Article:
Topic 1 Outline
1.1. Who Owns the Media?
The Growth of the Media Industry
The Changing Face of Media Ownership
The ‘Big Players’ in the Media
The Concentration of Media Organisations
1.2. Who Controls the Media?
1.3. Who Controls the Media? The
1.4. Who Controls the Media? The Dominant
1.5. Who Controls the Media? The Pluralist Approach
1.1: Who Owns the Media?
Trends in Media Growth
Over the past thirty years the media industry has grown
significantly, whilst this growth on the surface presents a larger
degree of choice to the consumer, it may not be, as it seems.
However, despite the expansion and increasing choice of
media products now available to the consumer, there has been
a declining pool of sources from which these products come,
Williams (2003) describes this process as:
THE CONCENTRATION OF MEDIA ORGANISATIONS:
“fewer and fewer large companies increasingly own what we
see, hear and read’. Sociologists argue this process is
occurring due to a number of developments.
HOW ARE MEDIA ORGANISATIONS CONCENTRATING?
1.) Vertical Integration: This is the process in which
a media organisation/company attempts to
control all aspects of their industry to maximise
profits e.g. Hollywood has and continues to be the
dominant figure in world cinema, not only does
Hollywood produce films, it also distributes
2.) Horizontal Integration (Cross-Media
ownership): This is the process in which a
media organisation acquires different kinds
of media e.g. News Corp: not only does the
organisation own a number of Newspapers in
the UK and Australia it also owns TV companies
such as SKY and Star TV (Asia’s biggest satellite
3.) Globalisation: Living in a globalised world,
boundaries have eroded surrounding
media markets. As a result, there has
been an increased competition between
media organisations, because of this,
many companies have become global
conglomerations: large organisations with
an international presence who have a wide range of
products and services across many companies e.g. News
4.) Synergy: Two-fold process. Firstly, media companies are
not only producing and selling their primary product e.g. a
film, but they are also producing several products
associated with it e.g. merchandise – games, soundtracks,
and action figures, they then, using other companies they
own, sell the products, increasing their profits and
Secondly, media companies often produce a product and
advertise it through their own means e.g. The Sun
advertises Sky products – both owned by News Corps.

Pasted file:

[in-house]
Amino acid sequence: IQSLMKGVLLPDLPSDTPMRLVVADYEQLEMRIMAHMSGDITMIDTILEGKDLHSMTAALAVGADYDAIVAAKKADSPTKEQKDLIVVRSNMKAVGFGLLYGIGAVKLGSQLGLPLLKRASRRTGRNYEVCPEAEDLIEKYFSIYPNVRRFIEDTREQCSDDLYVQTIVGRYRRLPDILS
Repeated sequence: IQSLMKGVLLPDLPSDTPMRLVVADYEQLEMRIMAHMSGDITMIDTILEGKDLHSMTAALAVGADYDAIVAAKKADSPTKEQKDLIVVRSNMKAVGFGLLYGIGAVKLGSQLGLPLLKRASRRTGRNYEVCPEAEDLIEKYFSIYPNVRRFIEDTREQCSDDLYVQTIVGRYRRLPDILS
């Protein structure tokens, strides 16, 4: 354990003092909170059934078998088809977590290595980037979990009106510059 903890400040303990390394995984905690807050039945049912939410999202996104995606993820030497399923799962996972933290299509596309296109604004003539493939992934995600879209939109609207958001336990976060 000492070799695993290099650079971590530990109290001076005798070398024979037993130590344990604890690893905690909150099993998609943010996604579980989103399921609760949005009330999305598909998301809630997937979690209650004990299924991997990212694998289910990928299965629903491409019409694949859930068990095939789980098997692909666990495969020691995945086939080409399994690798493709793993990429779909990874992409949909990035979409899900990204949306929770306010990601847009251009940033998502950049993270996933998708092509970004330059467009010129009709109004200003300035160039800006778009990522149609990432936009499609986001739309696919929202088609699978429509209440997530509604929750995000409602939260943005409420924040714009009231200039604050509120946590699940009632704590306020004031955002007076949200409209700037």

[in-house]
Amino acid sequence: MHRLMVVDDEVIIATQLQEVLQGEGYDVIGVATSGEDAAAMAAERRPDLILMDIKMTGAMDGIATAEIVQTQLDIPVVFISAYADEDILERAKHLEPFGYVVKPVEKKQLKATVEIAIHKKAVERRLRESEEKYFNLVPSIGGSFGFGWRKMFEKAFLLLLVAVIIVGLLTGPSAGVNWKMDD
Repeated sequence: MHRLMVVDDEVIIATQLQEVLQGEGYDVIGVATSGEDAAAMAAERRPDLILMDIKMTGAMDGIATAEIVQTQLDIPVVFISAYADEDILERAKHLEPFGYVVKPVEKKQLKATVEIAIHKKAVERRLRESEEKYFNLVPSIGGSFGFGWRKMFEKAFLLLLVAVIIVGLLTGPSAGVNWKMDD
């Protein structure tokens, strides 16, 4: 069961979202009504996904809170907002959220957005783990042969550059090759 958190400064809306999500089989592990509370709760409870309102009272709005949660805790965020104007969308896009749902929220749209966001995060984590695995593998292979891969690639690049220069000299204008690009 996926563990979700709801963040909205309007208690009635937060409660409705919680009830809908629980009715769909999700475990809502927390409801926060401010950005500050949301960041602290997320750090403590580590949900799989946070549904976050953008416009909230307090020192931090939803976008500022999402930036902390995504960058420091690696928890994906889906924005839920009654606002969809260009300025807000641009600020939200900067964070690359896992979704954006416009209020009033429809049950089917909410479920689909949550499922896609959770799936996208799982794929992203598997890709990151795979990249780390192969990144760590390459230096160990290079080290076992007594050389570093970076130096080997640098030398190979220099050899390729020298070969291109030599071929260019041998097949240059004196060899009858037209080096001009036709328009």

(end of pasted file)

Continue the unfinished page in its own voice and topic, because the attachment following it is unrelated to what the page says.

5.) Technological Convergence: The
process whereby several
technologies are put into one media
product e.g. Smart Phones and
Tablets. This technological
development has seen a growth in
companies who would normally work
separately come together (converge) e.g. Orange and
Bagdikian ‘The Media Monopoly’ (2004) examined the
ownership and control of the media. His research
highlighted how the concentration of media ownership is
not new, but has been present throughout history, yet
today, it is just intensifying! Examining the USA, he
describes how in 1983, 50 corporations were involved in
media ownership, but by 1992, only 22 corporations
controlled 90% of media outlets and by 2004 this number
was reduced to 7 corporations.
1.1. Who Controls the Media?
Although the Media in the UK is largely free to report and show
whatever it choses, we live in a society free from state censorship,
there are formal controls to Media freedom.
Sociologists whilst acknowledging the ‘formal controls’ of media
have also suggested three sociological theories surrounding the idea
of media control.
THE LEGAL SYSTEM
The law regulates, restricts and
prohibits the media’s freedom to
report anything they choose in
anyway they like. Laws associated
with control of the media include:
The Laws of Libel, prevent the
publication of untrue statements
The Racial and Religious Hatred
Act (2006) and Equality Act
(2010) forbid the publication of
opinion that will encourage
hatred of and discrimination
against people because of their
gender, ethnicity or religious
The Obscene Publication Act
(1995) forbids the publication of
anything a court deems obscene
The Office of Communications
was established in 2003 to
regulate the Mass Media. The
A range of high-quality
media services with a broad
Protection to the public
from offensive and harmful
Protection to people from
being treated unfairly in TV
Complaints and issues are
dealt with in a fair and
In addition to legal and
regulatory bodies the
government controls the output
of media in various other ways:
Holding official government
press conferences and
briefings to ensure the
government line is
The employing of ‘spin-
doctors’ who attempt to
manipulate the media placing
a positive/favorable slant on
a news item which maybe
unpopular or damaging to
license/use software to
Electronic surveillance of
emails, calls and websites.